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Renegotiation Without Holdup: Anticipating Spending and Infrastructure Concessions

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Author Info

  • Eduardo Engel

    ()
    (Economic Growth Center, Yale University)

  • Ronald Fischer

    ()
    (University of Chile)

  • Alexander Galetovic

    ()
    (Universidad de los Andes)

Abstract

Infrastructure concessions are frequently renegotiated after investments are sunk, resulting in better contractual terms for the franchise holders. This paper offers a political economy explanation for renegotiations that occur with no apparent holdup. We argue that they are used by political incumbents to anticipate infrastructure spending and thereby increase the probability of winning an upcoming election. Contract renegotiations allow administrations to replicate the effects of issuing debt. Yet debt issues are incorporated in the budget must be approved by Congress and are therefore subject to the opposition’s review. By contrast, under current accounting standards the obligations created by renegotiations circumvent the budgetary process in most countries. Hence, renegotiations allow incumbents to spend more without being subject to Congressional oversight.

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Bibliographic Info

Paper provided by Economic Growth Center, Yale University in its series Working Papers with number 937.

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Length: 15 pages
Date of creation: Jun 2006
Date of revision:
Handle: RePEc:egc:wpaper:937

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Related research

Keywords: Build-Operate-and-Transfer (BOT); Concessions; Renegotiation; Public-Private Partnerships;

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References

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  1. Eduardo Engel & Ronald Fischer & Alexander Galetovic, 1998. "Least-Present-Value-of-Revenue Auctions and Highway Franchising," Documentos de Trabajo 37, Centro de Economía Aplicada, Universidad de Chile.
  2. Alesina, Alberto & Tabellini, Guido, 1990. "A Positive Theory of Fiscal Deficits and Government Debt," Review of Economic Studies, Wiley Blackwell, vol. 57(3), pages 403-14, July.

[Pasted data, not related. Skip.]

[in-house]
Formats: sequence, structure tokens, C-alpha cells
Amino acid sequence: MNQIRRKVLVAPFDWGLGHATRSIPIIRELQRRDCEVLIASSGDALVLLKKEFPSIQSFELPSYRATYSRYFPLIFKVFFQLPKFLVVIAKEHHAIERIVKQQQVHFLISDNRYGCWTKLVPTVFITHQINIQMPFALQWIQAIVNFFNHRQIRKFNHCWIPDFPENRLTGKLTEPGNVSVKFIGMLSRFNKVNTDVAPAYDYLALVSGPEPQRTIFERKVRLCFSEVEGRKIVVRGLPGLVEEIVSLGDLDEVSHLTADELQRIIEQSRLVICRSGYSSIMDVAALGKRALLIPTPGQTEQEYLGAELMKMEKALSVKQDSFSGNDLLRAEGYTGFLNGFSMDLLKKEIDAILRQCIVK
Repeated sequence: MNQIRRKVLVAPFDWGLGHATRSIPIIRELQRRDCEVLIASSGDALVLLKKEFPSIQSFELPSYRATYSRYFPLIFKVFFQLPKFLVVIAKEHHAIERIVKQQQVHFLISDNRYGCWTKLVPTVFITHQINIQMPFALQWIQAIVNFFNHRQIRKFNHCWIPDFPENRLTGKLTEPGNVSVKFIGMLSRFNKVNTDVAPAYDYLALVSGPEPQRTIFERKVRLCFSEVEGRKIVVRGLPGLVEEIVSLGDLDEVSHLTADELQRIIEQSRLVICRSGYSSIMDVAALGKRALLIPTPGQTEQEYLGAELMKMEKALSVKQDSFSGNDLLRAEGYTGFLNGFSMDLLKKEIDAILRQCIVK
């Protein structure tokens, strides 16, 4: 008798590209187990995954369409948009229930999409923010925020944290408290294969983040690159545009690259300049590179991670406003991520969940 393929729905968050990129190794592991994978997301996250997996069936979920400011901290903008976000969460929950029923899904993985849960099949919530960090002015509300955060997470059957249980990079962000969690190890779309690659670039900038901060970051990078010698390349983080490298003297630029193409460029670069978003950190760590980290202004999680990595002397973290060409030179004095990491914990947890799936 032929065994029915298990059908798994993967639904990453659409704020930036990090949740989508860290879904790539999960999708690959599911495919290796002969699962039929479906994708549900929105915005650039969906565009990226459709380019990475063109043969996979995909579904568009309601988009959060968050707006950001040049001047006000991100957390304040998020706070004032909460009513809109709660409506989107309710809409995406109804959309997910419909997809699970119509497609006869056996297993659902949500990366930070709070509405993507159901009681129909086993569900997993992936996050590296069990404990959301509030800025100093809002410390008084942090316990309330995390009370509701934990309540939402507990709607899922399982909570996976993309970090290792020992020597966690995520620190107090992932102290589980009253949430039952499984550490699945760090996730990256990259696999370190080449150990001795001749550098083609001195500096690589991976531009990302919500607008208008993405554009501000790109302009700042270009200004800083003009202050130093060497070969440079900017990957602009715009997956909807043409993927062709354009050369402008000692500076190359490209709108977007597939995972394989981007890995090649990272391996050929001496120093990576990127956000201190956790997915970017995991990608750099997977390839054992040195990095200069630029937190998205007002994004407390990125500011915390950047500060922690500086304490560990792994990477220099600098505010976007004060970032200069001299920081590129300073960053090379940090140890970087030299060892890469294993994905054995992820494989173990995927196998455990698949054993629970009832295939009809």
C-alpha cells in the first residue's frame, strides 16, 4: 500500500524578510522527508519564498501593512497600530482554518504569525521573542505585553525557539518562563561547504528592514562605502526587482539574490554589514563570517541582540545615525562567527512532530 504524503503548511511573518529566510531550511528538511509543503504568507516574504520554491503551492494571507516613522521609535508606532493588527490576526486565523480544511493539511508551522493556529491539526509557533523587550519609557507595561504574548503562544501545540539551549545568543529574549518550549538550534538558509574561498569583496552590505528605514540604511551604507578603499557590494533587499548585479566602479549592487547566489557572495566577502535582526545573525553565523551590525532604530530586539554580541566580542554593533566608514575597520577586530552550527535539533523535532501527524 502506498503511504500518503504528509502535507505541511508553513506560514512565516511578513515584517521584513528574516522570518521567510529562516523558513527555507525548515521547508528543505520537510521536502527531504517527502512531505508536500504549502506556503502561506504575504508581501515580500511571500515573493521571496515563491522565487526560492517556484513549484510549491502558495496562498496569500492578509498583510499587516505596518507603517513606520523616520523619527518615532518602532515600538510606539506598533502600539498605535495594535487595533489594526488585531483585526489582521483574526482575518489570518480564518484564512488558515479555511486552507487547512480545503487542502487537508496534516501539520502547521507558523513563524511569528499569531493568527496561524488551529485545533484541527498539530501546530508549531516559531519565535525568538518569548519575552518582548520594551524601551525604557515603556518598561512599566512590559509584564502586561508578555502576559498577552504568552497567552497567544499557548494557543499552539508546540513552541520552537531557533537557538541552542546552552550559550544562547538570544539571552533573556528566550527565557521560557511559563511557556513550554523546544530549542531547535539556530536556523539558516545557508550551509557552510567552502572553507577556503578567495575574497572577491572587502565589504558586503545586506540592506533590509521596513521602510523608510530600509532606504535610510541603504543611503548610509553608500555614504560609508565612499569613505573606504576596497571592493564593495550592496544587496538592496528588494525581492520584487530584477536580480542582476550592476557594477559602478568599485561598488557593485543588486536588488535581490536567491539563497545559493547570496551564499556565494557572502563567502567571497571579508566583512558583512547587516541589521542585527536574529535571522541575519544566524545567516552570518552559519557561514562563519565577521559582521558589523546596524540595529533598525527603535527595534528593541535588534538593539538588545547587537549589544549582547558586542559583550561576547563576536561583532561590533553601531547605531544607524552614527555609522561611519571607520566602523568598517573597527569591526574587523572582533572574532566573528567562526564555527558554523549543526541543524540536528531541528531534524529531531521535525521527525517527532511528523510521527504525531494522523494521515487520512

3. J. Luis Guasch & Jean-Jacques Laffont & Stephane Straub, 2004. "Renegotiation of Concession Contracts in Latin America," ESE Discussion Papers 103, Edinburgh School of Economics, University of Edinburgh.
  4. J. Luis Guasch, 2004. "Granting and Renegotiating Infrastructure Concessions : Doing it Right," World Bank Publications, The World Bank, number 15024, October.
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Citations

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Cited by:
  1. Elisabetta Iossa & David Martimort, 2009. "The Theory of Incentives Applied to the Transport Sector," The Centre for Market and Public Organisation 09/210, Department of Economics, University of Bristol, UK.
  2. World Bank, 2009. "Good Governance in Public-Private Partnerships : A Resource Guide for Practitioners," World Bank Other Operational Studies 12665, The World Bank.
  3. Elisabetta Iossa & David Martimort, 2008. "The Simple Micro-Economics of Public-Private Partnerships," CEIS Research Paper 139, Tor Vergata University, CEIS, revised 15 Feb 2013.
  4. Stéphane Saussier & Carine Staropoli & Anne Yvrande-Billon, 2009. "Public–Private Agreements, Institutions, and Competition: When Economic Theory Meets Facts," Review of Industrial Organization, Springer, vol. 35(1), pages 1-18, September.
  5. de Brux, Julie, 2010. "The Dark and Bright Sides of Renegotiation: An Application to Transport Concession Contracts," Utilities Policy, Elsevier, vol. 18(2), pages 77-85, June.
  6. Athias, Laure & Saussier, Stéphane, 2007. "Contractual flexibility or rigidity for public private partnerships? Theory and evidence from infrastructure concession contracts," MPRA Paper 10541, University Library of Munich, Germany.
  7. Chiara D'Alpaos & Michele Moretto & Paola Valbonesi, 2008. "Optimal penalty for investment delay in public procurement contracts," "Marco Fanno" Working Papers 0074, Dipartimento di Scienze Economiche "Marco Fanno".
  8. Athias, Laure & Nunez, Antonio, 2008. "The more the merrier? Number of bidders, information dispersion, renegotiation and winner’s curse in toll road concessions," MPRA Paper 10539, University Library of Munich, Germany.
  9. Guasch, J. Luis & Straub, Stphane, 2009. "Corruption and concession renegotiations.: Evidence from the water and transport sectors in Latin America," Utilities Policy, Elsevier, vol. 17(2), pages 185-190, June.
  10. Jean Shaoul & Anne Stafford & Pam Stapleton, 2010. "Financial black holes: The disclosure and transparency of privately financed roads in the UK," Accounting, Auditing & Accountability Journal, Emerald Group Publishing, vol. 23(2), pages 229-255, February.
  11. Sergio Vergalli & Chiara D’Alpaos & Michele Moretto & Paola Valbonesi, 2009. ""It Is Never too late": Optimal Penalty for Investment Delay in Public Procurement Contracts," Working Papers 2009.78, Fondazione Eni Enrico Mattei.

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